And look, I get it. Old house come with big maintenance costs. They have lots of issues to fix. Though I don’t know if tearing down a house and building a new one where it used to be is more cost effective than repairing an old one (that’s not sarcastic–I genuinely don’t know), I’m sure, when you go through an old house, especially if it hasn’t been kept up well, and start making a list of all the rehab you’ll have to do, at some point it just seems easier to tear down the first one and put a new one in its place. Fine. I don’t like that, but I’ll acknowledge that that’s a reasonable thing to do. HOWEVER. I have so, so, SO many problems with tearing down a house with historic character–or heck, a house with mid-20th century character–and replacing it with something COMPLETELY inappropriate for the area, and this happens all. the. time. In fact, the only place where I didn’t notice this happening was Ravenswood, which to me then absolutely begs the question: if we quite clearly can design homes that fit into the character of the neighborhood, why don’t we more often? One of the principles of postmodern architecture is that the buildings in some way pay tribute to their neighbors, which developers in Ravenswood have absolutely nailed. But then you walk around Lakeview, or Bucktown, or Ukrainian Village, or Lincoln Park, and look at the houses on residential streets, and you’ve got something like that picture up yonder next to a freaking bungalow and just WHAT?!?! Why??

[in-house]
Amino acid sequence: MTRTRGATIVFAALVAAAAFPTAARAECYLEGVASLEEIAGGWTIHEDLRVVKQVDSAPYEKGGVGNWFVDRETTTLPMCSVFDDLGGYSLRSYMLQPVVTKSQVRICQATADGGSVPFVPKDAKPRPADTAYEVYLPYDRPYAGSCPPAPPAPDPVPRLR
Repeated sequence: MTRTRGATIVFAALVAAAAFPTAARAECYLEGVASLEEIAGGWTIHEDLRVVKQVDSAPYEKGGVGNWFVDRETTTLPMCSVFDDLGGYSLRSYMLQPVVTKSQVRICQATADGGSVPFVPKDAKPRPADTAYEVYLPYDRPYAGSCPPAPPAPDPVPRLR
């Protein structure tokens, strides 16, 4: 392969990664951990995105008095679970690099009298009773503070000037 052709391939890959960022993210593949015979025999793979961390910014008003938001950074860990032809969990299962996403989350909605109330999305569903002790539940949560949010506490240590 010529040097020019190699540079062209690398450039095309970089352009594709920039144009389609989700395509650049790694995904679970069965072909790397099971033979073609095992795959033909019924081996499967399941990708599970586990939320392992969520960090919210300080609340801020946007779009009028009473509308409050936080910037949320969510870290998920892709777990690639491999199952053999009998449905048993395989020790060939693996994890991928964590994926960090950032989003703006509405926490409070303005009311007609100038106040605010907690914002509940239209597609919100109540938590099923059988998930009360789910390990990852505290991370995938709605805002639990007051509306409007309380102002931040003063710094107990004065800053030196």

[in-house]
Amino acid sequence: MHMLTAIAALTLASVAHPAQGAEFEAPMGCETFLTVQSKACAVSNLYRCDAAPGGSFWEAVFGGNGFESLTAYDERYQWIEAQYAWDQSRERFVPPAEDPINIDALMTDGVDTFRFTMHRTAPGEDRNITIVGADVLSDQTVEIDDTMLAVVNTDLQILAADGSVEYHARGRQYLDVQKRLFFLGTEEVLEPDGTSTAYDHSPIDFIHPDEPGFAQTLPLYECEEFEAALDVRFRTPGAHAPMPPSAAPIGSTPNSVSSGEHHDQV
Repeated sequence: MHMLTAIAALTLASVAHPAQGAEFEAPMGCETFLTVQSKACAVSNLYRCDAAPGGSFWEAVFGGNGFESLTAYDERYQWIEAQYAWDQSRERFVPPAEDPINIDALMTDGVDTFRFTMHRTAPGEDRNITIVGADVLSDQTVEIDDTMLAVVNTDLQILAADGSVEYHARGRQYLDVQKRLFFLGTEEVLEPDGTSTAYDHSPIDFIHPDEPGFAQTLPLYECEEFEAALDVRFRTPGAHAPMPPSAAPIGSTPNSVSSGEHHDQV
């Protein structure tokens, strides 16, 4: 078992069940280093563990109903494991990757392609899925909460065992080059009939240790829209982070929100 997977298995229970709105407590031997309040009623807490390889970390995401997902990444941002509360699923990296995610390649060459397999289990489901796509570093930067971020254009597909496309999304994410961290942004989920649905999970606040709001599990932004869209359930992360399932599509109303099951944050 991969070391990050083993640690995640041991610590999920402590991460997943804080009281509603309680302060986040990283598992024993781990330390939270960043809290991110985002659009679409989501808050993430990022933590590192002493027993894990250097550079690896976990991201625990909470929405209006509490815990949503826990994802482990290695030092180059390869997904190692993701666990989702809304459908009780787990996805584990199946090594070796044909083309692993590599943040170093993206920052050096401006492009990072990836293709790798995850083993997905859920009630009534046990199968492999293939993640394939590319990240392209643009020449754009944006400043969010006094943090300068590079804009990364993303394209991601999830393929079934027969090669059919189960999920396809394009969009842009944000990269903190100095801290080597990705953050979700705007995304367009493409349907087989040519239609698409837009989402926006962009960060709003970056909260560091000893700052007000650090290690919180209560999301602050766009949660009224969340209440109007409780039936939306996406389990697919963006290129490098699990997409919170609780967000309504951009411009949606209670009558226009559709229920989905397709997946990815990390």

I mean, I’m not under some illusion that developers buy up homes for sale, tear them down, and put new ones in their place without someone telling them what they new place should look like. I imagine in the instances of most of these houses, people have asked for them. But again, why?? Why do you want to live in something that looks SO out of place? I just cannot comprehend the mindset that says, “Yes, this concrete rectangle would look great next to this Victorian mansion and that two-flat. Let’s do it.”
If only everyone thought like I think! 😛
3. Since I’ve already briefly brought up the topic of my ex-boyfriends, let’s continue with that uplifting theme! My most recent ex-boyfriend wasn’t all that into music, particularly the music his roommates tended to play (hard rock, primarily), but on the exceedingly rare occasions where they didn’t feel like trying to get a rise out of him, they’d put on this song, which he really liked: